The experiment was done with the isolated caprylic acid. I wish he would have experimented with coconut oil. Ive never heard of coconut oil affecting friendly bacteria, but would like to do more research on it. The lipase enzyme might interefere with the cell wall of friendly bacteria if our flora cell wall is made of lipids.
Bacterial cell walls
Diagram of a typical gram-negative
bacterium, with the thin cell wall sandwiched between the red outer membrane and the thin green plasma membrane
Schematic of typical gram-positive
cell wall showing arrangement of N-Acetylglucosamine and N-Acetlymuramic acid
Around the outside of the cell membrane is the bacterial cell wall. Bacterial cell walls are made of peptidoglycan (also called murein), which is made from polysaccharide chains cross-linked by unusual peptides containing D-amino acids. Bacterial cell walls are different from the cell walls of plants and fungi which are made of cellulose and chitin, respectively. The cell wall of bacteria is also distinct from that of Archaea, which do not contain peptidoglycan. The cell wall is essential to the survival of many bacteria, although L-form bacteria can be produced in the laboratory that lack a cell wall. The antibiotic penicillin is able to kill bacteria by preventing the cross-linking of peptidoglycan and this causes the cell wall to weaken and lyse. The lysozyme enzyme can also damage bacterial cell walls.
There are broadly speaking two different types of cell wall in bacteria, called Gram-positive and Gram-negative. The names originate from the reaction of cells to the Gram stain, a test long-employed for the classification of bacterial species.
Gram-positive bacteria possess a thick cell wall containing many layers of peptidoglycan and teichoic acids. In contrast, Gram-negative bacteria have a relatively thin cell wall consisting of a few layers of peptidoglycan surrounded by a second lipid membrane containing lipopolysaccharides and lipoproteins. Most bacteria have the Gram-negative cell wall and only the Firmicutes and Actinobacteria (previously known as the low G+C and high G+C Gram-positive bacteria, respectively) have the alternative Gram-positive arrangement. These differences in structure can produce differences in antibiotic susceptibility, for instance vancomycin can kill only Gram-positive bacteria and is ineffective against Gram-negative pathogens, such as Haemophilus influenzae or Pseudomonas aeruginosa.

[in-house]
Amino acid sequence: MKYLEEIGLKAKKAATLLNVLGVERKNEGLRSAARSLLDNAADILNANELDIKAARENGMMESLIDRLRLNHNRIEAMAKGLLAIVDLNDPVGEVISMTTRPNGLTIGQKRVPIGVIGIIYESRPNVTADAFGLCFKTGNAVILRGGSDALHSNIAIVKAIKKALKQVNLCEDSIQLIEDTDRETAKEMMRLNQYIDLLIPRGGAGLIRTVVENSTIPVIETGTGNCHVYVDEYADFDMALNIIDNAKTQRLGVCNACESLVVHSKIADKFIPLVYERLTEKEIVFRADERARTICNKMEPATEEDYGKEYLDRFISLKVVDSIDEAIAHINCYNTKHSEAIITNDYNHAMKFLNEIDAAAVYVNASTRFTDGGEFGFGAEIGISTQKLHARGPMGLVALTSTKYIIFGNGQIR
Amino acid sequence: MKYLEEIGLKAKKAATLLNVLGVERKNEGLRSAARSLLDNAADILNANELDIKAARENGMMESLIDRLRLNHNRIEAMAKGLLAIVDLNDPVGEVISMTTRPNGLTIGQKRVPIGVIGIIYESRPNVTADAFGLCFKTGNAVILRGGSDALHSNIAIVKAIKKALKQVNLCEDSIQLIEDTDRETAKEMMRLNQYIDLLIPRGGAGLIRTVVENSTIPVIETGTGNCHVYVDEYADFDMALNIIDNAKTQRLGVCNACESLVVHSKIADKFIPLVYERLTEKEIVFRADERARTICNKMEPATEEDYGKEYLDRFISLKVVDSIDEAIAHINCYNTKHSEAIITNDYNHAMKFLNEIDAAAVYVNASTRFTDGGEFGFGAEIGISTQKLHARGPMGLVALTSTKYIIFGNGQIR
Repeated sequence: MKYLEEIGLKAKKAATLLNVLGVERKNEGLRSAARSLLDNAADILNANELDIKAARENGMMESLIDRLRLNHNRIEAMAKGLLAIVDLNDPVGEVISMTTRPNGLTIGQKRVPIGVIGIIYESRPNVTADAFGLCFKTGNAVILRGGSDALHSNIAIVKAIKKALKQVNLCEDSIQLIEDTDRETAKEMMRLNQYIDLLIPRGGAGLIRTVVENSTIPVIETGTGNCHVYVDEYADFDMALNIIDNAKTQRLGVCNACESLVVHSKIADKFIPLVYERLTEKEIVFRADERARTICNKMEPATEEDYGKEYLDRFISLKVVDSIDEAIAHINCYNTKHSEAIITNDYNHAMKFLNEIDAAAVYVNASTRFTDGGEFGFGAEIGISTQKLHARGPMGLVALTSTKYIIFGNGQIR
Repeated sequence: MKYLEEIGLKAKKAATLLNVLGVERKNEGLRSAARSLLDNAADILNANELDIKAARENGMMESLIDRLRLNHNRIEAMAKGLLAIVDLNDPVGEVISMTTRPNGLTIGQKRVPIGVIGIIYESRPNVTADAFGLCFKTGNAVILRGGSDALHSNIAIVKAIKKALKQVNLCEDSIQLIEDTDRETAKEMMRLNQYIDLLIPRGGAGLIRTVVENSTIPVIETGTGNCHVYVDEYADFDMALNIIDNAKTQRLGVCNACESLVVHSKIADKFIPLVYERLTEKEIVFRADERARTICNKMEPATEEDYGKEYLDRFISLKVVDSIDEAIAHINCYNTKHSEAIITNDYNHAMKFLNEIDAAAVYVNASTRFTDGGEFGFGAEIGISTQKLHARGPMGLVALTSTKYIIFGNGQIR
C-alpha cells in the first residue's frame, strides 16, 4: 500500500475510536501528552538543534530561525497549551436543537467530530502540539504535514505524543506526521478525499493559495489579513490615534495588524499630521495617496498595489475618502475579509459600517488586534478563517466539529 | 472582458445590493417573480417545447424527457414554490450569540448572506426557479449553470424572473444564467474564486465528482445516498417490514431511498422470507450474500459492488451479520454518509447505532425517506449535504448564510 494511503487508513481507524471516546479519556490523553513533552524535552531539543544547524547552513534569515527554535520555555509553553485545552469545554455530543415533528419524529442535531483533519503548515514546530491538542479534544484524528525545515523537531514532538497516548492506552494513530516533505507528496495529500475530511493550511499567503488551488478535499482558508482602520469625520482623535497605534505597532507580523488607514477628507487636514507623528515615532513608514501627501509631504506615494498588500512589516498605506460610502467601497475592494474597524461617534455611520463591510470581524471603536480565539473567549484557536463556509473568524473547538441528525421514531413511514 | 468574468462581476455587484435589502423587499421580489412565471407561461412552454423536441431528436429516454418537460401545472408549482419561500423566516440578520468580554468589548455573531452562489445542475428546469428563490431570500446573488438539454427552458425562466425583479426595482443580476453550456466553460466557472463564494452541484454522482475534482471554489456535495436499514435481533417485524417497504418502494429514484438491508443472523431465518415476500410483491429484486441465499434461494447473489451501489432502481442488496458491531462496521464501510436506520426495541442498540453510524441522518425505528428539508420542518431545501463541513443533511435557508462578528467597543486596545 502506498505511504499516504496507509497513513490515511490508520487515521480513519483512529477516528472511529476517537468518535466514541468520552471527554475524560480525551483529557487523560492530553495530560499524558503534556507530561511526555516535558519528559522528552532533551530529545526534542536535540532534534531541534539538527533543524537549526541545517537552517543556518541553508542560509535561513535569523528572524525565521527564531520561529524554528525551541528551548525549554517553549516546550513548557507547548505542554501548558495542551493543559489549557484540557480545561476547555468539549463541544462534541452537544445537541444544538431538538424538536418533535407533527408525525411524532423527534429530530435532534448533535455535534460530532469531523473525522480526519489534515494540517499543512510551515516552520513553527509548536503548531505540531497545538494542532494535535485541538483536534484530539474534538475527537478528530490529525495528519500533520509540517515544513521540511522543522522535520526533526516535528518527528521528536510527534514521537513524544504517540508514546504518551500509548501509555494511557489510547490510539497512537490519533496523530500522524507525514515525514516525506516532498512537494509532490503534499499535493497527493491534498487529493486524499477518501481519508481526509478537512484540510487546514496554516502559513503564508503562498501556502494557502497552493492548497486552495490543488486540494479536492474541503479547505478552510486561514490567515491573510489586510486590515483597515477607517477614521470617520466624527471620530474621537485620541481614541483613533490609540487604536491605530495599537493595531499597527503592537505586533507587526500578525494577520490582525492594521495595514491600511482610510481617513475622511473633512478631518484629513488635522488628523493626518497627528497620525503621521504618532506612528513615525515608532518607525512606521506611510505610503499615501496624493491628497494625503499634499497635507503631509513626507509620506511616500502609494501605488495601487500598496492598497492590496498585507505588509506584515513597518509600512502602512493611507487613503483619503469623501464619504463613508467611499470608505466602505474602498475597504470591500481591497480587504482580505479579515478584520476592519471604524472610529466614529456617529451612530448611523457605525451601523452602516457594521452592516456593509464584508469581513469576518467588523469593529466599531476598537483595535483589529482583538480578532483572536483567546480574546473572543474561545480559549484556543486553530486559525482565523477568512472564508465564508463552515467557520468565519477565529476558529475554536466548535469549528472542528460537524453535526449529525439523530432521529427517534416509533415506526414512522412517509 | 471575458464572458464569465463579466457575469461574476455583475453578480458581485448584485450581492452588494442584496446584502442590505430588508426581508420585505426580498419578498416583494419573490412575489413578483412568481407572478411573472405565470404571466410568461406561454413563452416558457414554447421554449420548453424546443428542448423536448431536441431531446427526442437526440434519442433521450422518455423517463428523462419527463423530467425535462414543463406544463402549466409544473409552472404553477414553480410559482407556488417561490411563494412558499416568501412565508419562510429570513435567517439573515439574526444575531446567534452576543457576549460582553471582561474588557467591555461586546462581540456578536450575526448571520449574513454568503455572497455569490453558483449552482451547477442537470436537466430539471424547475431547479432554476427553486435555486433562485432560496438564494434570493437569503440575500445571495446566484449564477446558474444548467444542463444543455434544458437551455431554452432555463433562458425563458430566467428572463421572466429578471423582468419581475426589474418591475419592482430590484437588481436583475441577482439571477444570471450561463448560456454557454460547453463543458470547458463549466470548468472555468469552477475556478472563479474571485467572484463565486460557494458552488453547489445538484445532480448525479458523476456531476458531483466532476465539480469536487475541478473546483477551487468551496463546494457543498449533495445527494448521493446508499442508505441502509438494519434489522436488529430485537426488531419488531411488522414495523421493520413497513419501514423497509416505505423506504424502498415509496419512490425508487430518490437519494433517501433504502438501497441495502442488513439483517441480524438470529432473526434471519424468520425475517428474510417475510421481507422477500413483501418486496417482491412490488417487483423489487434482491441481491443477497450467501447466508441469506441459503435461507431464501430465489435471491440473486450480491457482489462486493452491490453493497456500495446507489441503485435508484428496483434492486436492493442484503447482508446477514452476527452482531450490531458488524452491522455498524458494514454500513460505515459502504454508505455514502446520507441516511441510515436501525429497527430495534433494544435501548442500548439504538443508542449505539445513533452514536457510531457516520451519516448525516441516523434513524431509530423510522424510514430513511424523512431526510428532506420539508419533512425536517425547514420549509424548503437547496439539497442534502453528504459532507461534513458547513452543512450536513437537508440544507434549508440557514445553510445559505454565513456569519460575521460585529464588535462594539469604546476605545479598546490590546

The lipid bilayer found in the fungal cell wall is critical for cell viability and pathogenicity. The lipid-coated fungi and other microorganisms are dependent on host lipids for their lipid constituents. This means that take them in from their surrounding environment. Disruption of the cell wall matrix results in a structurally-defective cell wall, rendering the fungal/yeast cell sensitive to osmotic lysis, macrophages, neutrophils, etc. Candida's lipid bilayer contains ergosterols that give it its strength. Undecenoic acid takes the place of the ergosterol and renders the fungal wall weaker and in more of a crystaline structure that is more fragile.
Once the conversion has taken place, the weakened cell wall memebrane of the yeast cell is vulnerable to the immune system. The other supplement would be fine to take, although I would be a little concerned about the possible effect of caprylic acid.
Wyss et al demonstrated more than 50 years ago that the greater the number of carbon atoms in the fatty acid chain, the greater the fungicidal activity, up to the point exceeding eleven carbon atoms, where solubility becomes the limiting factor. Undecenoic acid is an 11-carbon fatty acid. Caprylic contains 10 carbons and Lauric acid contains 12. Both have antifungal activity. Caprylic acid has toxicity associated with it. Lauric acid is a better anti-viral than an antifungal.
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